Can Facebook Activity Help Predict NFL TV Viewership?

Facebook is the primary second screen for NFL fans before, during and after the game, according to an analysis by Nielsen.

Facebook is the primary second screen for National Football League fans before, during and after the game, according to an analysis by Nielsen of nine nationally broadcast NFL games in October and November.

Facebook head of global sports partnerships Dan Reed outlined Nielsen’s findings in a Facebook Media blog post, examining the relationship between the social network and television pregame, in-game and postgame.

Nielsen examined the volume of Facebook activity in the 15 minutes prior to kickoff and found that they represented a “strong estimator” of the TV audience for the first minute of those games.

According to Reed, shares and posts were the two Facebook interactions that demonstrated the strongest statistical relationship to TV viewership, particularly shares—each additional post during the 15 minutes prior to kickoff represented 250 additional viewers in the first minute, while each additional share represented 1,000.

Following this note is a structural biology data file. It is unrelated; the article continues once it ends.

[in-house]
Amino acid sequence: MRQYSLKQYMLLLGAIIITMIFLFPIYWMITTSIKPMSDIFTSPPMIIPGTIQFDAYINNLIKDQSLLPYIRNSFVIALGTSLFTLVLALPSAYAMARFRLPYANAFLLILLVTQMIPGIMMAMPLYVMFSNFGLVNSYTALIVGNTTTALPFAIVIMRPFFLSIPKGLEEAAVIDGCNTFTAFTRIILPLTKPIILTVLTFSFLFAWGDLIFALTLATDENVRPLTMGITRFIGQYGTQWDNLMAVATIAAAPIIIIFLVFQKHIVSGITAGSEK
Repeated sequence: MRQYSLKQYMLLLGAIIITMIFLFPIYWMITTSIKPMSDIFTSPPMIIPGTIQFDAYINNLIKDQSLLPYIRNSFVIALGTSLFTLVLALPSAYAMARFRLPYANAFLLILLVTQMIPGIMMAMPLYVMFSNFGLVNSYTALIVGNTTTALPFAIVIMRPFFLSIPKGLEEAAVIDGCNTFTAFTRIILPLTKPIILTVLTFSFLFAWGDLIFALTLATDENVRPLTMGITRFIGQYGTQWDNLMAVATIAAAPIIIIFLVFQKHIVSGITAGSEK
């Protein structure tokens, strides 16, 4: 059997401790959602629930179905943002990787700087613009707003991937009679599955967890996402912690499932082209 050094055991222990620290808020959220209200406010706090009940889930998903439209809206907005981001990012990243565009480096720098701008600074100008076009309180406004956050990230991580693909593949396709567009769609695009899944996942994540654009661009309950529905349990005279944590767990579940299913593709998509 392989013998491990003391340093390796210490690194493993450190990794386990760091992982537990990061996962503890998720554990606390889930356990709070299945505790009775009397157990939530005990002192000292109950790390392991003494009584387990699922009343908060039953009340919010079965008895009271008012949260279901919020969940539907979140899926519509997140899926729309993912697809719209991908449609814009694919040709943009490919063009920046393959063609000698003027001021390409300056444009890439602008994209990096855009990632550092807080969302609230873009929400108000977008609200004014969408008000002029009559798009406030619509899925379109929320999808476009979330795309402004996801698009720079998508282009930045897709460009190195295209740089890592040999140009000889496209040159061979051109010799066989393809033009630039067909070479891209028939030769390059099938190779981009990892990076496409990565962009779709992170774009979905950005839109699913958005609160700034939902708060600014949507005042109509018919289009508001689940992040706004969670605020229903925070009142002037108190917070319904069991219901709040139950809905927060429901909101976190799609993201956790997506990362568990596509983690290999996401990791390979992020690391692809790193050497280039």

Once the games were underway, Nielsen found a “positive relationship” between Facebook shares and increases in TV viewership, adding that for Sunday-night games, the association was greater after the first 25 minutes of telecasts.


Finally, while TV viewership fell during the final minutes of games, Facebook activity rose, as users of the social network continued discussing the games after the final whistle.


Reed pointed out that more than 65 million Facebook users discussed Super Bowl XLIX last year, and he discussed the recently introduced Facebook Sports Stadium feature:

With 650 million people connected to sports pages, Facebook is the largest community of sports fans in the world. People turn to Facebook to celebrate, commiserate and talk trash with their friends and fellow fans, so we wanted to build them a place on Facebook devoted entirely to sports. We recently launched Facebook Sports Stadium as a second screen for live sporting events, and we will continue to invest in this area.

Readers: Did Nielsen’s findings reflect your activity on Facebook before, during and after NFL games?


Image of football and tablet courtesy of Shutterstock. David Cohen is editor of Adweek's Social Pro Daily.